Firefox Flips Out DOH

Mozilla has announced that it’s firefox browser implementing DOH – DNS over HTTP by default for all users in the U.S.a major step in the push to fully encrypt all Internet traffic and eliminate the risk of attack. However, while Mozilla is pushing the feature as “one of the many privacy protections you can expect to see from us in 2020,” it could be gearing up for a lengthy legislative battle.

Firefox DOH’ed

On a technical level, DNS over HTTPS (DoH) encrypts the initial lookup of the website you want to reach, known as the Domain Name System. “DNS is a database that links a human-friendly name, such as, to a computer-friendly series of numbers, called an IP address (e.g.,” Mozilla explains. “By performing a ‘lookup’ in this database, your web browser is able to find websites on your behalf.” 

Since these split-second requests also include your IP address, a hacker could take that information to create an online profile of you and the sites you visit, or the server itself could be collecting your data for advertising or marketing purposes, often without your knowledge.

End to end encryption

By turning on default DNS over HTTPS, Firefox assures users that it is only using trusted servers—cloudflare and NextDN at the outset—which are “committed to throwing away all personally identifiable data after 24 hours, and to never pass that data along to third-parties.” So if you use the Firefox browser in the U.S., your Internet traffic will ignore your ISP’s server and redirect it to either Cloudfare or NextDN to ensure encryption from start to finish. It’s somewhat like surfing through a VPN without actually signing into one.

Chrome Zero patched.

Chrome patched again this time for 3 vulnerabilities including one Zero day. Patches for this zero-day have been released part of Chrome version 80.0.3987.122. The update is available for Windows, Mac, and Linux users, but not Chrome OS, iOS, and Android.

Zero day patched

The zero-day is tracked under the identifier of CVE-2020-6418, and is described only as a “type confusion in V8.”

V8 is Chrome’s component that’s responsible for processing JavaScript code.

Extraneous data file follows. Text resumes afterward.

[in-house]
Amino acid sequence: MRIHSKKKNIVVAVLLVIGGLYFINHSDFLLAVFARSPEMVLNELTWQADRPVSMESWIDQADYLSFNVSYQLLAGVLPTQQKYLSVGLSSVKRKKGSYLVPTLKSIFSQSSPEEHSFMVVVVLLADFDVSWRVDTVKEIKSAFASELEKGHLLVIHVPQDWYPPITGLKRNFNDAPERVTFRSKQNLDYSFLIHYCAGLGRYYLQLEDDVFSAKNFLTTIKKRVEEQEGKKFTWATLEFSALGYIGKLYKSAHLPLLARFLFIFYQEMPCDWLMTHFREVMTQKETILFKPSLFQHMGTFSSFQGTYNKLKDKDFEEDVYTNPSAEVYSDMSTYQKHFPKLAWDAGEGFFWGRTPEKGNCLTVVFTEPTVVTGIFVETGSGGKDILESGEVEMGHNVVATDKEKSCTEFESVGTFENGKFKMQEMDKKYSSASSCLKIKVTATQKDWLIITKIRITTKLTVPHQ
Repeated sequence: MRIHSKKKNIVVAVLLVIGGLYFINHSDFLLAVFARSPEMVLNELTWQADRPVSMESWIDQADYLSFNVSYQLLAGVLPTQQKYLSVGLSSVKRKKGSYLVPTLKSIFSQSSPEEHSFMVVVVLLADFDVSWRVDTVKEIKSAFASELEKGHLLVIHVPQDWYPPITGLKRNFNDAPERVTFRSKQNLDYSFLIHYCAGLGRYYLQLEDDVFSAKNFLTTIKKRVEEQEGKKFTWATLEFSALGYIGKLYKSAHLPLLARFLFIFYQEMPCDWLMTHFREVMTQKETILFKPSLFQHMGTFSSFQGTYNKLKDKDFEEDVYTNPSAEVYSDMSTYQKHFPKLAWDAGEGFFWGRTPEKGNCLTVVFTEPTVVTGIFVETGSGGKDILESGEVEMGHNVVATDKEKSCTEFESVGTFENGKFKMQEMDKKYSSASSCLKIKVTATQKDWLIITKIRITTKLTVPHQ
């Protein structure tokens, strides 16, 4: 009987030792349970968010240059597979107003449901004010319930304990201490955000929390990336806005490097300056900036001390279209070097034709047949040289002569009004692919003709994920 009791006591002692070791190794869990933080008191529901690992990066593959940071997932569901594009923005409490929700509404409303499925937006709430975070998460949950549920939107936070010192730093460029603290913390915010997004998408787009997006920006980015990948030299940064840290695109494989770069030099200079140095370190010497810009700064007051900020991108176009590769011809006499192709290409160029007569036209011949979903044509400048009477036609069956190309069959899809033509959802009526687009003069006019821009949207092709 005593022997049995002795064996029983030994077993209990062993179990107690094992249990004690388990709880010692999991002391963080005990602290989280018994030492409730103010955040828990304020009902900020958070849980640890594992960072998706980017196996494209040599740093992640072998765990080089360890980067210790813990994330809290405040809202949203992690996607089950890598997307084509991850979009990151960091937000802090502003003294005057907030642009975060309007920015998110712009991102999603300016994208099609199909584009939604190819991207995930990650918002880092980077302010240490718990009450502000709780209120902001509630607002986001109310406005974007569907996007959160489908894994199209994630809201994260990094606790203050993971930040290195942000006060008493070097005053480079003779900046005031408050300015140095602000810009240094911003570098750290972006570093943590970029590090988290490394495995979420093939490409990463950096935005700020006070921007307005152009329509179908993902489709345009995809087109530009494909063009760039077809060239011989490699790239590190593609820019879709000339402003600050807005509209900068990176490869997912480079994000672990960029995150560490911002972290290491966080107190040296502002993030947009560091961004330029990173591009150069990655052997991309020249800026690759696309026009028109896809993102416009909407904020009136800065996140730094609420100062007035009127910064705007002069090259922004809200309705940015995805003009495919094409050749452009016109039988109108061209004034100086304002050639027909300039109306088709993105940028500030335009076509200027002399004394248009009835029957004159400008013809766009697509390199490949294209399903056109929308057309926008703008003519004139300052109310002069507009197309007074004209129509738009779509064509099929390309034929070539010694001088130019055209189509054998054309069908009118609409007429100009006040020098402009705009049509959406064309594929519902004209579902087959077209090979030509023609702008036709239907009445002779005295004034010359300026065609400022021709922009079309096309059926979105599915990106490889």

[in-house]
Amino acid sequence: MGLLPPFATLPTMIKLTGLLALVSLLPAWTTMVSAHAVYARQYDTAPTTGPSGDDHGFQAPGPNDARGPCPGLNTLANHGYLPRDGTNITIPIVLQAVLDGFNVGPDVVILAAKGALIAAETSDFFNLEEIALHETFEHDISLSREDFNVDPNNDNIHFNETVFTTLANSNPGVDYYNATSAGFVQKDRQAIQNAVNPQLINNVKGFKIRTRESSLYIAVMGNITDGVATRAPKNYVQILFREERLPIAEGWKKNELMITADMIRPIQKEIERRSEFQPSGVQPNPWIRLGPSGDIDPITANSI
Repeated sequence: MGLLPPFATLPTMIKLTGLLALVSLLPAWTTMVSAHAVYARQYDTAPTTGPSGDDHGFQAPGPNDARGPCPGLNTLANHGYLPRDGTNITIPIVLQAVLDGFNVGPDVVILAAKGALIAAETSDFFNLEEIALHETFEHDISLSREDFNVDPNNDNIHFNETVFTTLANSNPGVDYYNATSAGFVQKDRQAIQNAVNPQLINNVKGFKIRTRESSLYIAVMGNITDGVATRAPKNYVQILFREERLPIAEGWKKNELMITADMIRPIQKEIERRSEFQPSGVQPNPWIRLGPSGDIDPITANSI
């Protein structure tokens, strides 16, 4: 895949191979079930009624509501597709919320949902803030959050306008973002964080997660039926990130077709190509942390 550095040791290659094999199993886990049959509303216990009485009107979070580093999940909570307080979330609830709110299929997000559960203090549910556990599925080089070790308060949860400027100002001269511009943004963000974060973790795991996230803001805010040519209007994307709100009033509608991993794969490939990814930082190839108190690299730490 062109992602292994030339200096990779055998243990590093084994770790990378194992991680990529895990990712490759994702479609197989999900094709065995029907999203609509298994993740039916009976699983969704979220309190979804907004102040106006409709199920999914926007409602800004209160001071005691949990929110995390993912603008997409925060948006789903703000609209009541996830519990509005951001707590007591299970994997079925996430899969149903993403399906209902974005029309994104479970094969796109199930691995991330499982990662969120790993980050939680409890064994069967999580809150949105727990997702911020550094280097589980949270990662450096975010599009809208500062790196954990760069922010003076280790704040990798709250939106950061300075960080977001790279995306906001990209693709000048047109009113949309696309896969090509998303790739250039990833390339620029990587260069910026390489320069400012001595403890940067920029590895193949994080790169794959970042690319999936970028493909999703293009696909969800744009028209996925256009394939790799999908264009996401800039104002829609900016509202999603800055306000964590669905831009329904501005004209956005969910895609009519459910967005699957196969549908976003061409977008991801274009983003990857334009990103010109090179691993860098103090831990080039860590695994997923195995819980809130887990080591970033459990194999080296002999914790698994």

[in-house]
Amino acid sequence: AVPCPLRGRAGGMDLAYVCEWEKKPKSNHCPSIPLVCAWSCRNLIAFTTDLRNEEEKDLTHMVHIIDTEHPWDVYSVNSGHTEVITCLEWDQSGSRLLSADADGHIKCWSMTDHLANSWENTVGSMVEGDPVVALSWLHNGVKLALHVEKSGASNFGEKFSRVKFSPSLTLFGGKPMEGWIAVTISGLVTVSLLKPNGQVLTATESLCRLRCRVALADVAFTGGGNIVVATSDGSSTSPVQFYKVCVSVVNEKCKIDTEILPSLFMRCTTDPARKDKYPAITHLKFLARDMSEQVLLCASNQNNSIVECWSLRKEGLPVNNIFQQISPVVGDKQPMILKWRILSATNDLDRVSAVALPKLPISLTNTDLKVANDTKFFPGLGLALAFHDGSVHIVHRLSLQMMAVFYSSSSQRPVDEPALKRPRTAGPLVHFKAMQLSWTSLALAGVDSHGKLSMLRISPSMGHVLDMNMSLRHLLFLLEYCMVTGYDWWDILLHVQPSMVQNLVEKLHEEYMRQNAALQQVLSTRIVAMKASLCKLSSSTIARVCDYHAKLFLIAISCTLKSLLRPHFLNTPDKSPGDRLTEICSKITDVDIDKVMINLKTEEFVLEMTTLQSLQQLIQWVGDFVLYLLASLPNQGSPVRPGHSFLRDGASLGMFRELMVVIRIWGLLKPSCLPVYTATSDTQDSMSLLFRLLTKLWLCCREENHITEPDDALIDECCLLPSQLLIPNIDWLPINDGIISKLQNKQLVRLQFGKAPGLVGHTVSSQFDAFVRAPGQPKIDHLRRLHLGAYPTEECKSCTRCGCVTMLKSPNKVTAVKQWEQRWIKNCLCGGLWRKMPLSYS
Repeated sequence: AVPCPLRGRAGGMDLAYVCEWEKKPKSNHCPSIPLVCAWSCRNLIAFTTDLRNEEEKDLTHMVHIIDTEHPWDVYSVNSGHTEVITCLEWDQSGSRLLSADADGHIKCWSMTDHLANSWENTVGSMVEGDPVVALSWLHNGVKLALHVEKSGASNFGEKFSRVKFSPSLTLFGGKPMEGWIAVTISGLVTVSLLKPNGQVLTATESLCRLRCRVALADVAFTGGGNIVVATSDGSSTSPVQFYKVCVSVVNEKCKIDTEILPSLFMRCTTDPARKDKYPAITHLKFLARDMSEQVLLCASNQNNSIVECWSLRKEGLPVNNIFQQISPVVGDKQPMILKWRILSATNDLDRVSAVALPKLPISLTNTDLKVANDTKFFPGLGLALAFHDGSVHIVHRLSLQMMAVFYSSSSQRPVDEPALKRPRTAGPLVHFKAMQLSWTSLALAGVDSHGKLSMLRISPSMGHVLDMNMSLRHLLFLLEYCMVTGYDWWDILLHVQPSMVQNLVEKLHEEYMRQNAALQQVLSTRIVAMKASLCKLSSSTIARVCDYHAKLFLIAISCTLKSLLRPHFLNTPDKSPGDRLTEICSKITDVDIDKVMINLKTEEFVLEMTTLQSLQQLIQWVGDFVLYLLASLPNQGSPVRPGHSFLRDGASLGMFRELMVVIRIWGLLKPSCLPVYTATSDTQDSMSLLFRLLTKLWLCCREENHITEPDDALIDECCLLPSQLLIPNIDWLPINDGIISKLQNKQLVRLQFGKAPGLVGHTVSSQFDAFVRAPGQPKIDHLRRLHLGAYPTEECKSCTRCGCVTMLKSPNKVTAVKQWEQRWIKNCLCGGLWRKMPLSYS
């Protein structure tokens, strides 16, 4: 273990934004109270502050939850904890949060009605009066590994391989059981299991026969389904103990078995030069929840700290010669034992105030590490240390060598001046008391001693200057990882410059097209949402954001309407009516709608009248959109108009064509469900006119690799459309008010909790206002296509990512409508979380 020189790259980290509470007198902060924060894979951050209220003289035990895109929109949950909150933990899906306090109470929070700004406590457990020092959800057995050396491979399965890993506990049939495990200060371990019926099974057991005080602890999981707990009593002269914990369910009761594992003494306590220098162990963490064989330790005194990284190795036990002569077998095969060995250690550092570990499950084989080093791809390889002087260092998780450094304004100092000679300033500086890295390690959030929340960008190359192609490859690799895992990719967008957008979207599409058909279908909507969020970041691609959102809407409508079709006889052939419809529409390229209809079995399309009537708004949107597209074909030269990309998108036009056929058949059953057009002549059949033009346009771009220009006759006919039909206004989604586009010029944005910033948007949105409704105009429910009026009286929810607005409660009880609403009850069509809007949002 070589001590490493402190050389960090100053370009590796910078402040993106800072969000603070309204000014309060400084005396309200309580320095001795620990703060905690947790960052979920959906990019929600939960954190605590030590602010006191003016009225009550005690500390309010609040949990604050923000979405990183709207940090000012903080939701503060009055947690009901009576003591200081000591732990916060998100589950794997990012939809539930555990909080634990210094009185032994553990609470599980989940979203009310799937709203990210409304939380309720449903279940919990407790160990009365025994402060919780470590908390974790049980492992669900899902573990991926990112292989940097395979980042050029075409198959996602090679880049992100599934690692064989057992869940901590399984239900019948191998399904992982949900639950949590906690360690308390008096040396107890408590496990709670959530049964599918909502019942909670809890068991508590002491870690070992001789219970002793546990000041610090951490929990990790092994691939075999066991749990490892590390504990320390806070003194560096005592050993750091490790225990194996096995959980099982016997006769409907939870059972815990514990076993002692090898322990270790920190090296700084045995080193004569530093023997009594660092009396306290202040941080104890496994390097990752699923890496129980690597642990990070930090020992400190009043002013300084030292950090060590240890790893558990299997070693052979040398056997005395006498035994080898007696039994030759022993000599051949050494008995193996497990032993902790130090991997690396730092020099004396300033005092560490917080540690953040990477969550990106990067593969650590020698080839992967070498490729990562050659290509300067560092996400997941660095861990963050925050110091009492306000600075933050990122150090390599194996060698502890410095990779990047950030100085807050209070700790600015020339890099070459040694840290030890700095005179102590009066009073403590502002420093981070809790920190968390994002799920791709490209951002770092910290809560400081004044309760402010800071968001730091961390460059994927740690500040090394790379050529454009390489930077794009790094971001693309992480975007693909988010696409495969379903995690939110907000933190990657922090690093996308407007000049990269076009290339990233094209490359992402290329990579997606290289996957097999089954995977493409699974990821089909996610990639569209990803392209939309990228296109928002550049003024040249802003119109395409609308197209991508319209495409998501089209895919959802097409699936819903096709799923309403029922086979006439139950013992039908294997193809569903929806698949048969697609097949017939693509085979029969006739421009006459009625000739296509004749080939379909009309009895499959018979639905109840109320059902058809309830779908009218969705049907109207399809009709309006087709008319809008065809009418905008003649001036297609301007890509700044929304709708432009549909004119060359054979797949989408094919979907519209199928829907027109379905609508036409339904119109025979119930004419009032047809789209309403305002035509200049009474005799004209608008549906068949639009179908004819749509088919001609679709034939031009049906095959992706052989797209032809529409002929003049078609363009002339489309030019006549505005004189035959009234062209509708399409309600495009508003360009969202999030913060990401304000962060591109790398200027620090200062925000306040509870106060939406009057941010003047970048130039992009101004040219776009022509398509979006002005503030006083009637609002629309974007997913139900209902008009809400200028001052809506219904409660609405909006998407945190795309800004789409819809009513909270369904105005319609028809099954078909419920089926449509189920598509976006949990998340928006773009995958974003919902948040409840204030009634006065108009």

A ttype confusion refers to coding bugs during which an app initializes data execution operations using input of a specific “type” but is tricked into treating the input as a different “type.”

The “type confusion” leads to logical errors in the app’s memory and can lead to situations where an attacker can run unrestricted malicious code inside an application.

Google Chronicle

Chronicle, a security analytics platform, joined Google Cloud in June 2019. The platform itself was launched at RSA 2019 “to help change the way any business could quickly, efficiently, and affordably investigate alerts and threats in their organization.”

Google announced another two additions to the platform: Threat detection using the new YARA-L rules language, and enhanced data modeling.

YARA is a language built for detecting and recognizing malware (YARA-L is a version that logs information) which Google said is “built specifically for modern threats and behaviours.” Its addition will allow Chronicle to better detect new forms of malware and novel forms of attack.

Google Describes YARA-L’s capabilities as being able to bring “massively scalable, real-time and retroactive rule execution” to Chronicle’s existing threat detection capabilities.

The second addition to Chronicle is what Google called “intelligent data fusion.” This new tool includes a new type of data model and the ability to link multiple security events into a single timeline for improved incident modeling.

Oblique RAT

A new malware campaign dubbed ObliqueRAT using malicious Microsoft Office documents to target government organizations in Southeast Asia , through a Email phishing campaign

The file name in the campaign is like one of Company-Terms.doc & DOT_JD_GM.doc“.if user opens the file it prompts for a password, once the file gets opened the below events will start processing

The malicious script then creates a shortcut in the Start-Up directory to achieve persistence if the machine is rebooted.

The second stage of the payload is ObliqueRAT which has various features & functions, the RAT communicates with the C&C server and then execute the commands.

The malware checks for the process named “Oblique” running on the infected machine, if already process is running then RAT will stop the execution.


  • Able to execute commands on the infected system
  • Exfiltrate files from the computer
  • An Attacker can drop additional files
  • Able to terminate any running process